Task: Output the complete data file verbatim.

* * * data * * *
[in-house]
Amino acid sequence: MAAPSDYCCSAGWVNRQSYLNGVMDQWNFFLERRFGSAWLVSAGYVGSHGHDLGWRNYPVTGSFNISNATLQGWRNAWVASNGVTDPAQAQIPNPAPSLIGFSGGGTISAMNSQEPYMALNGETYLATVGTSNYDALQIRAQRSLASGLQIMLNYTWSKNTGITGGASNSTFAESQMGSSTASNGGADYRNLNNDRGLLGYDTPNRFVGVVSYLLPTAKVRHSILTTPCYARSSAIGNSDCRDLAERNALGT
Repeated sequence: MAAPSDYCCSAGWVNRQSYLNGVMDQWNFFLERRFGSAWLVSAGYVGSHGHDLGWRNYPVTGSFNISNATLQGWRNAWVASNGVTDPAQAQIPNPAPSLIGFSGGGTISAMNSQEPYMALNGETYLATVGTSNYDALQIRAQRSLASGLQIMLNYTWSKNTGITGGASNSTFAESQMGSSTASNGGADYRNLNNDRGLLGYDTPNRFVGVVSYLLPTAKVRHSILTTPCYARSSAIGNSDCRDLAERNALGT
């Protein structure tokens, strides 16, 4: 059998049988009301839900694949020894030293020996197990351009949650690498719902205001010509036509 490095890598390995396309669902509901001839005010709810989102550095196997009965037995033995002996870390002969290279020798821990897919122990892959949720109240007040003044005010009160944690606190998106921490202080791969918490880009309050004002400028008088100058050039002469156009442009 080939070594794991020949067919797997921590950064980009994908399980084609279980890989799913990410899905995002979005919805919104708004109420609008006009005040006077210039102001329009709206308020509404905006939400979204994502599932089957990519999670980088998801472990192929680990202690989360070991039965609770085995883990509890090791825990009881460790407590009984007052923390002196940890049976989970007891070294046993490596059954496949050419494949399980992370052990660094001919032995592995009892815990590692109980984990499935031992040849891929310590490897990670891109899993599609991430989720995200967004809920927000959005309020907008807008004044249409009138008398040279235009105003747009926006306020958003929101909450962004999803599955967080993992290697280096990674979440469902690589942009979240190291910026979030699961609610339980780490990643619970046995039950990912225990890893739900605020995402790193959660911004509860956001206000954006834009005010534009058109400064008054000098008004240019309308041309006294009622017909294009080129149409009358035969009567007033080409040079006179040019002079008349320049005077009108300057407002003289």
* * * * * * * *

[in-house]
Amino acid sequence: MAAPSDYCCSAGWVNRQSYLNGVMDQWNFFLERRFGSAWLVSAGYVGSHGHDLGWRNYPVTGSFNISNATLQGWRNAWVASNGVTDPAQAQIPNPAPSLIGFSGGGTISAMNSQEPYMALNGETYLATVGTSNYDALQIRAQRSLASGLQIMLNYTWSKNTGITGGASNSTFAESQMGSSTASNGGADYRNLNNDRGLLGYDTPNRFVGVVSYLLPTAKVRHSILTTPCYARSSAIGNSDCRDLAERNALGT
Repeated sequence: MAAPSDYCCSAGWVNRQSYLNGVMDQWNFFLERRFGSAWLVSAGYVGSHGHDLGWRNYPVTGSFNISNATLQGWRNAWVASNGVTDPAQAQIPNPAPSLIGFSGGGTISAMNSQEPYMALNGETYLATVGTSNYDALQIRAQRSLASGLQIMLNYTWSKNTGITGGASNSTFAESQMGSSTASNGGADYRNLNNDRGLLGYDTPNRFVGVVSYLLPTAKVRHSILTTPCYARSSAIGNSDCRDLAERNALGT
């Protein structure tokens, strides 16, 4: 059998049988009301839900694949020894030293020996197990351009949650690498719902205001010509036509 490095890598390995396309669902509901001839005010709810989102550095196997009965037995033995002996870390002969290279020798821990897919122990892959949720109240007040003044005010009160944690606190998106921490202080791969918490880009309050004002400028008088100058050039002469156009442009 080939070594794991020949067919797997921590950064980009994908399980084609279980890989799913990410899905995002979005919805919104708004109420609008006009005040006077210039102001329009709206308020509404905006939400979204994502599932089957990519999670980088998801472990192929680990202690989360070991039965609770085995883990509890090791825990009881460790407590009984007052923390002196940890049976989970007891070294046993490596059954496949050419494949399980992370052990660094001919032995592995009892815990590692109980984990499935031992040849891929310590490897990670891109899993599609991430989720995200967004809920927000959005309020907008807008004044249409009138008398040279235009105003747009926006306020958003929101909450962004999803599955967080993992290697280096990674979440469902690589942009979240190291910026979030699961609610339980780490990643619970046995039950990912225990890893739900605020995402790193959660911004509860956001206000954006834009005010534009058109400064008054000098008004240019309308041309006294009622017909294009080129149409009358035969009567007033080409040079006179040019002079008349320049005077009108300057407002003289």